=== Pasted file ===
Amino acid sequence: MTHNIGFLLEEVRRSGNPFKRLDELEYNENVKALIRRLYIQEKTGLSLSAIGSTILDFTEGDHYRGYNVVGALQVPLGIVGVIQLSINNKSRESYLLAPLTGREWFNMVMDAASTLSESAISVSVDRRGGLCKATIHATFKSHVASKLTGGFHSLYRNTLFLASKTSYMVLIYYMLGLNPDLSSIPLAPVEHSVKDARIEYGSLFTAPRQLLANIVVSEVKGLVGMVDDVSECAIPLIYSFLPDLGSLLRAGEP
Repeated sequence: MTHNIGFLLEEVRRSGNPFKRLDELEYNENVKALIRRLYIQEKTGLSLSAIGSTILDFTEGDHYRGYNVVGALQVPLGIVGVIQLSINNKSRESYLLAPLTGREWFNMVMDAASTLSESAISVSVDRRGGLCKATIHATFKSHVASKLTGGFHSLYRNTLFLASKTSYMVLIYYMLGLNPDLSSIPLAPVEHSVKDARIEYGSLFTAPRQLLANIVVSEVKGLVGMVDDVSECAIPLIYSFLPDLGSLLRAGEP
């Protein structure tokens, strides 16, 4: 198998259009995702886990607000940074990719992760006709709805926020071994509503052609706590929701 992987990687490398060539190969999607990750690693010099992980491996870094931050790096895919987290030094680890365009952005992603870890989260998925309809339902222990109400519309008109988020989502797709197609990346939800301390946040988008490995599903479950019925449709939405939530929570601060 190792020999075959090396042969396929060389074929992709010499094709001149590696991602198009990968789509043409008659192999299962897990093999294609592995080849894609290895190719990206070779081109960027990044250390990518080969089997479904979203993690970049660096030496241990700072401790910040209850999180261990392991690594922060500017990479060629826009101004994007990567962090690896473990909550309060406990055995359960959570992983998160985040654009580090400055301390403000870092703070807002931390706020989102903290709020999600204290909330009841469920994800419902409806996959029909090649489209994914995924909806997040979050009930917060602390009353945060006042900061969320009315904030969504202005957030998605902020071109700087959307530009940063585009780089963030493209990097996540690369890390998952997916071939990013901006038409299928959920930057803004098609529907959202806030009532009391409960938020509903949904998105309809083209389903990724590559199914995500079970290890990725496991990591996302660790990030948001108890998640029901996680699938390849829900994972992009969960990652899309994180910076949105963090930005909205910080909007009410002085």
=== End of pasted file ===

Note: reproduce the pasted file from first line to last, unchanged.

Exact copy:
Amino acid sequence: MTHNIGFLLEEVRRSGNPFKRLDELEYNENVKALIRRLYIQEKTGLSLSAIGSTILDFTEGDHYRGYNVVGALQVPLGIVGVIQLSINNKSRESYLLAPLTGREWFNMVMDAASTLSESAISVSVDRRGGLCKATIHATFKSHVASKLTGGFHSLYRNTLFLASKTSYMVLIYYMLGLNPDLSSIPLAPVEHSVKDARIEYGSLFTAPRQLLANIVVSEVKGLVGMVDDVSECAIPLIYSFLPDLGSLLRAGEP
Repeated sequence: MTHNIGFLLEEVRRSGNPFKRLDELEYNENVKALIRRLYIQEKTGLSLSAIGSTILDFTEGDHYRGYNVVGALQVPLGIVGVIQLSINNKSRESYLLAPLTGREWFNMVMDAASTLSESAISVSVDRRGGLCKATIHATFKSHVASKLTGGFHSLYRNTLFLASKTSYMVLIYYMLGLNPDLSSIPLAPVEHSVKDARIEYGSLFTAPRQLLANIVVSEVKGLVGMVDDVSECAIPLIYSFLPDLGSLLRAGEP
């Protein structure tokens, strides 16, 4: 198998259009995702886990607000940074990719992760006709709805926020071994509503052609706590929701 992987990687490398060539190969999607990750690693010099992980491996870094931050790096895919987290030094680890365009952005992603870890989260998925309809339902222990109400519309008109988020989502797709197609990346939800301390946040988008490995599903479950019925449709939405939530929570601060 190792020999075959090396042969396929060389074929992709010499094709001149590696991602198009990968789509043409008659192999299962897990093999294609592995080849894609290895190719990206070779081109960027990044250390990518080969089997479904979203993690970049660096030496241990700072401790910040209850999180261990392991690594922060500017990479060629826009101004994007990567962090690896473990909550309060406990055995359960959570992983998160985040654009580090400055301390403000870092703070807002931390706020989102903290709020999600204290909330009841469920994800419902409806996959029909090649489209994914995924909806997040979050009930917060602390009353945060006042900061969320009315904030969504202005957030998605902020071109700087959307530009940063585009780089963030493209990097996540690369890390998952997916071939990013901006038409299928959920930057803004098609529907959202806030009532009391409960938020509903949904998105309809083209389903990724590559199914995500079970290890990725496991990591996302660790990030948001108890998640029901996680699938390849829900994972992009969960990652899309994180910076949105963090930005909205910080909007009410002085």